UNIT 3:  Basics of Assembly Language

Outcomes: The student will be able to use the basic components to write simple assembly language programs.

  • Describe the methodology of assembly language programming
  • Explain instruction action
  • Explain instruction definition
  • Use basic operands
  • Use program comments, directives, and labels
  • Use simple instructions along with pseudo instructions

UNIT 4: Sequencing

Outcomes: The student will be able to use branching in an assembly language program

  • Use branches
  • Use flags, tests, and conditional branches
  • Use conditional branching
  • Explain flag settings

UNIT 5: Program Structures

Outcomes: The student will be able to use looping in an assembly language program

  • Describe the facets of sequencing
  • Build conditional structures
  • Use simple loops with exit conditions

UNIT 6: Simple Data

Outcomes: The student will be able to explain the nature of simple data transfer and write assembly language programs to accomplish the transfer

  • Use instructions to transfer data to and from memory
  • Explain data transfer between registers and memory
  • Explain addressing modes
  • Use byte size values
  • Explain assembly language data
  • Use assembly language data for simple data

UNIT 7: Program Modules

Outcomes: The student will be able to write assembly language programs that implement a modular approach

  • Describe subroutines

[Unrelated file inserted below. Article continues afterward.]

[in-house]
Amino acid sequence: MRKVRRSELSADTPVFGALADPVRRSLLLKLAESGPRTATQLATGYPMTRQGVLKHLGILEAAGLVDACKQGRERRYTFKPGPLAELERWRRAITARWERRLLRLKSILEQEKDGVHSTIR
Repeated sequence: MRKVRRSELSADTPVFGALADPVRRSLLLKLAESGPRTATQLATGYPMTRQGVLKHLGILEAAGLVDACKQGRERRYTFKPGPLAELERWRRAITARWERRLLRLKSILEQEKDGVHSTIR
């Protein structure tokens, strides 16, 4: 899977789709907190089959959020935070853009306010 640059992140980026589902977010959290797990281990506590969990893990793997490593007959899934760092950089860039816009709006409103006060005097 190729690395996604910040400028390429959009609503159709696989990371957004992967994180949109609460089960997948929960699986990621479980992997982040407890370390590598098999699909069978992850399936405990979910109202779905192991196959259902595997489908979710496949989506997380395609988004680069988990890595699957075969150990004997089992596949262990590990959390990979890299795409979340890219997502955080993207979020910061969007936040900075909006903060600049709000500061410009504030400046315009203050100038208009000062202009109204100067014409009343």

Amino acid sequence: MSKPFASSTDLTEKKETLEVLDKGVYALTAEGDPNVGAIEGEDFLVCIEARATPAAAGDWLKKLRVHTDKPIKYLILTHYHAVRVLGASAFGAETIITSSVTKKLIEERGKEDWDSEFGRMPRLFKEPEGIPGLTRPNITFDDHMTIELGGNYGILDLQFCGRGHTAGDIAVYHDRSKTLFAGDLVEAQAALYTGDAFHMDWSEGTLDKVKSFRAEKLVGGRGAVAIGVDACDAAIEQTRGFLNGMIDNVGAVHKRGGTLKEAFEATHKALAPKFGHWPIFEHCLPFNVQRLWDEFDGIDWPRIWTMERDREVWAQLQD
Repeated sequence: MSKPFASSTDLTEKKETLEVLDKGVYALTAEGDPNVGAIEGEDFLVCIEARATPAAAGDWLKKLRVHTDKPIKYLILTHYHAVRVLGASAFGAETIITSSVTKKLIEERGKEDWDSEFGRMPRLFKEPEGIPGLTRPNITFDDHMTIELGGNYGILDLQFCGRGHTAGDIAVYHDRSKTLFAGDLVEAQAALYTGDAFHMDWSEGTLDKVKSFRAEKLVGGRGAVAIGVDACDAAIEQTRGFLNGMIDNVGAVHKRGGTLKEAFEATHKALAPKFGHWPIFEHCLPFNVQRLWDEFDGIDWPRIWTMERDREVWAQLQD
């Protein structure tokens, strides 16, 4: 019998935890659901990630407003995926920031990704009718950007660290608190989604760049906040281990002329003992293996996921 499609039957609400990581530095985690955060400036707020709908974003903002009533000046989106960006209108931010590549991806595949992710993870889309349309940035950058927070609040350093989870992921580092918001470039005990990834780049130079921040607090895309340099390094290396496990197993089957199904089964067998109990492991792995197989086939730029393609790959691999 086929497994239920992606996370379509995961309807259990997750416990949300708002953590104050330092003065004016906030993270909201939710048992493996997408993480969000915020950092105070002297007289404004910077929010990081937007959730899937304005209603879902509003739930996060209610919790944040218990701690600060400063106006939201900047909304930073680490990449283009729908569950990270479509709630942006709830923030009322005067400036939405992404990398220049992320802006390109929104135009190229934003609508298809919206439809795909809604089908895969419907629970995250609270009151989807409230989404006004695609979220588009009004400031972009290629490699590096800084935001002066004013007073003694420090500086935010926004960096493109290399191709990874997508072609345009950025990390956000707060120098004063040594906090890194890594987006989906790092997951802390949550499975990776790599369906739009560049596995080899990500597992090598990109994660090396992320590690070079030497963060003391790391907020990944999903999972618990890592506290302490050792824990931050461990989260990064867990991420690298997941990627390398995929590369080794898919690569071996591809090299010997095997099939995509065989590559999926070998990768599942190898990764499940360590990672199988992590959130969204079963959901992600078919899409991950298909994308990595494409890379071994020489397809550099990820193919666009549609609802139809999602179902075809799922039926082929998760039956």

• Explain stacks
  • Use subroutines
  • Describe the safe use of stacks
  • Use testing in subroutines

UNIT 8: Manipulating Bits and Bit Patterns

Outcomes: The student will be able to write assembly language programs that use various methods to manipulate bits and bit patterns.

  • Explain logical instructions, masking, bit forcing, <shifter_operand> forms
  • Use logical instructions
  • Use masking and bit forcing
  • Use various forms of <shifter_operand>

UNIT 9: Arithmetic Operations

Outcomes: The student will be able to explain number representation and write programs to perform arithmetic operations.

  • Describe number representation
  • Perform arithmetic operations with numbers in two representations
  • Explain integer forms that do not use 32-bits
  • Use multiplication and division

UNIT 10: Input and Output (IO)

Outcomes: The student will be able to write assembly language programs to perform input and output operations